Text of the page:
When I started homeschooling, I had a vision in my mind. I'd read so many different blogs, and they had fully prepared me, I knew, for what was to come. I would rise early, no longer dreading each morning, and get up before the kids, have a shower, perhaps lay out some activities, perhaps a few interesting pieces of wood, leaves, and a pine cone arranged in a basket to pique their curiosity, and fire up their imaginations.They would get up to the sight of me smiling, with my hands wrapped around a coffee, wearing my soft dressing gown, welcoming them to the table for breakfast.
We would sit around that same table, talking and laughing about the day before, excitedly planning the day ahead. Then each and every person would dress themselves, because they have the time! No more hastily tugging at pajama buttons, no more wrenching of hated uniform t-shirts over heads... no no, my children would carefully choose clothes that they loved, assembling outfits that expressed their individuality and cute quirks, yet reflected an innate sense of style and aesthetics...
Etcetera etcetera. Well as we all know, the best laid plans of mice and men... something something... never work out. I think that's how it goes.
Umpteen times already, in the last two months, I have decided to admit defeat, own up to my terrible mistake, and made plans to enrol the children in the closest school asap. Just last week I actually emailed the principal of our new local primary school to let him know we were interested in enrolling our kids and could we come and have a look? And yet, here we are, still sitting around in our pjs, doing nothing of the sort.
So what do we do instead of school? Not much, to tell the truth. I'm often embarrassed when people ask me what we do, because it really feels like nothing. Certainly compared to the infinite tales online about raising livestock, learning scientific facts through amazing experiments and hands-on experience, children who can count to a million and play musical instruments and contribute to their community... well nothing! And yet I know it is important to look back, to reflect and take stock, and see that slowly, quietly, something is unfolding.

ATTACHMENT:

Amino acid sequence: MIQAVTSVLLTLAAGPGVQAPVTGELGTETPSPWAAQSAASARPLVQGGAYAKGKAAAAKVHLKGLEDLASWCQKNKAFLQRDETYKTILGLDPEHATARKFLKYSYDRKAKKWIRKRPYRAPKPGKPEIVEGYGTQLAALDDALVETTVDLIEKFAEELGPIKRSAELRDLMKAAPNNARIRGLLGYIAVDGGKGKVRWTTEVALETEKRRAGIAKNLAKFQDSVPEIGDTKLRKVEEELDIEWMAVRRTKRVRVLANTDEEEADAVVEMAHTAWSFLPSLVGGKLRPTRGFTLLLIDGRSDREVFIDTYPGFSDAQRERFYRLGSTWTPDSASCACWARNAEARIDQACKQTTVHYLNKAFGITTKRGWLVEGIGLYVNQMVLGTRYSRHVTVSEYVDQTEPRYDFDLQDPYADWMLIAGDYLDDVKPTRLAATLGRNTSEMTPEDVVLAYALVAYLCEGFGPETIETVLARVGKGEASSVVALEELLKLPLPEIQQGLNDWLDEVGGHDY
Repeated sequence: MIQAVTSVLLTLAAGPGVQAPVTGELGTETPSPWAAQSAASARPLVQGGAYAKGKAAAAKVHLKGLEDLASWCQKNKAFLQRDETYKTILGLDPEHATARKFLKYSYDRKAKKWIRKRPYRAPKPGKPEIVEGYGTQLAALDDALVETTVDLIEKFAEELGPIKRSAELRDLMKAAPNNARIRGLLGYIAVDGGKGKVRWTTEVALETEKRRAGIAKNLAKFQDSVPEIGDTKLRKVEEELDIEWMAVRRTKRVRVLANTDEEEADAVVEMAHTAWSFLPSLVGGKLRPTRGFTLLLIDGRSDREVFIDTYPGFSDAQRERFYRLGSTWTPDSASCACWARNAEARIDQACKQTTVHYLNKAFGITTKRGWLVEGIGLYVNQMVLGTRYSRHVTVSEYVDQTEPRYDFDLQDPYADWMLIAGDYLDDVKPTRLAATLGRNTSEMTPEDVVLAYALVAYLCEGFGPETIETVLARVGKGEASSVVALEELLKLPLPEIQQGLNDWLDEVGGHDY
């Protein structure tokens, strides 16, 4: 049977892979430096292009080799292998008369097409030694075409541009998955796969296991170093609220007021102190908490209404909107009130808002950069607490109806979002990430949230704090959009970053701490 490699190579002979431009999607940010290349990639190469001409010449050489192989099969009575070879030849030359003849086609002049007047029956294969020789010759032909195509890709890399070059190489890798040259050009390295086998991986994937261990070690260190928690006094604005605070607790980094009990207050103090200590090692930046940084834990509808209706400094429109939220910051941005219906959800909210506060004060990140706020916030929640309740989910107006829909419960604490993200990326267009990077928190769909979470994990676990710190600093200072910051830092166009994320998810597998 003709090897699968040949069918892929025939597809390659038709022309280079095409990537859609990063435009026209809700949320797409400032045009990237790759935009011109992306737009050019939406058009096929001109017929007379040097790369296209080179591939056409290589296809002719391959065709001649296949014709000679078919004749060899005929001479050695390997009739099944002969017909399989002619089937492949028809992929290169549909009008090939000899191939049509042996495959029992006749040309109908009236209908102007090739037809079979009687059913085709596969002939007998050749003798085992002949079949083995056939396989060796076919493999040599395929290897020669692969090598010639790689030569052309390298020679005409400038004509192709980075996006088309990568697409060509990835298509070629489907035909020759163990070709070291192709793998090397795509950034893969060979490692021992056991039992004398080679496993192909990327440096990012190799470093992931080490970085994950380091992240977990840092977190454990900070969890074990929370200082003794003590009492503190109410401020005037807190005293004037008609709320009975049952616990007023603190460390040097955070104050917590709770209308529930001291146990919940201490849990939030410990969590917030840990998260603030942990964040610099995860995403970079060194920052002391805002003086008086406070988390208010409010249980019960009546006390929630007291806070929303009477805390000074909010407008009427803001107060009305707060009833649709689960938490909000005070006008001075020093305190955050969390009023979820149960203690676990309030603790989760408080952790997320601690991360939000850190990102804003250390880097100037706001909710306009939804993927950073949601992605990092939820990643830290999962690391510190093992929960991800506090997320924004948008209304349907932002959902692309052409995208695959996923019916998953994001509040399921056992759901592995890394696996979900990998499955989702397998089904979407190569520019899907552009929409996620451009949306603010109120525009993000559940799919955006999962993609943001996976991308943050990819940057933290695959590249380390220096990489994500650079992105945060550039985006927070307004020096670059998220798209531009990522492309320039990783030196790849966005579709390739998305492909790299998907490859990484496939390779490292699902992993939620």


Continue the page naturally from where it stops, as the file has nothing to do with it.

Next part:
Nothing to write home about.
Nothing mind-blowingly inspiring.
Just little tiny steps... the pitter patter of potential as it were...
Like my 5 yr old seeming to know how to write letters, out of nowhere. He has longer periods of concentration(very remarkable for an ADHD/ASD diagnosis) at the table, whether it be an activity book or intricate drawing. He's so careful. So focused. He keeps on trying new things. He plays computer games - and he plays them WELL; what seems like 'mindless' repetition of a difficult level, upon reflection, turns out to be careful practice and perfection - a dogged determination to learn this new trick, to not give up. He's not afraid to fail as much any more. He doesn't get as impatient or angry with himself... still sometimes, yes, his frustration bubbles over, but oh boy is he trying!
He puts his on shoes on, he makes his own breakfast(with some help when the milk bottle is full), he makes up his own games and draws new, bizarre creatures. He is more accepting of real life; of the fact that you can only take one toy with you when you go out, and not only that, but it should be a toy of a certain size, not too small that it could be misplaced or too big that it might become difficult to carry. He accepts that we play computer games after lunch, never before, and that we take breaks when we're asked to, and that when we're told our time's up, it's really going to be OK.
Could he have achieved some of this at school? Probably! But at home, we have the time(endless infinite hours it can feel like) to do this at his pace, without fear, with as little stress as possible. At home you can learn something new, or 2 things new, and then you can decide your brain is full and you can go and jump on the trampoline until your cheeks are flushed red and your fingers are stained black and your mind feels clear again.
And if you're suddenly overwhelmed with emotion or exhaustion or excitement, you can tell someone, and you can work out how to make it better. Both the kids at times will say they 'just need to be alone', and they'll wander off and have some quiet time. For my big girl, she's got a favourite tree stump that she calls her thinking spot, and she plods off like Pooh Bear to think about ... who knows? I don't! Sometimes I wish I did but mostly I'm just glad that she knows when to take a little time out, and be in her own company.
Other things my 7 yr old is doing? Asking to do pages in her exercise book. Trying things that are hard, even things classed as Too Hard... she tries them anyway, because, like her brother, she's not afraid of failing as much as she used to be.
We don't fail here.
We don't do much, it is true. But we learn in little, quiet steps, sometimes so light that they don't make a sound. And we think we're going nowhere, until we look back through the trees and see the path along which we have come.
And I've written this to remind myself more than anyone else, that this is a journey. And we are gently ambling along. Later we might run, but at the moment, slow as it may seem, we ARE learning. We ARE growing. We ARE changing.
And that's quite a lot, wouldn't you say?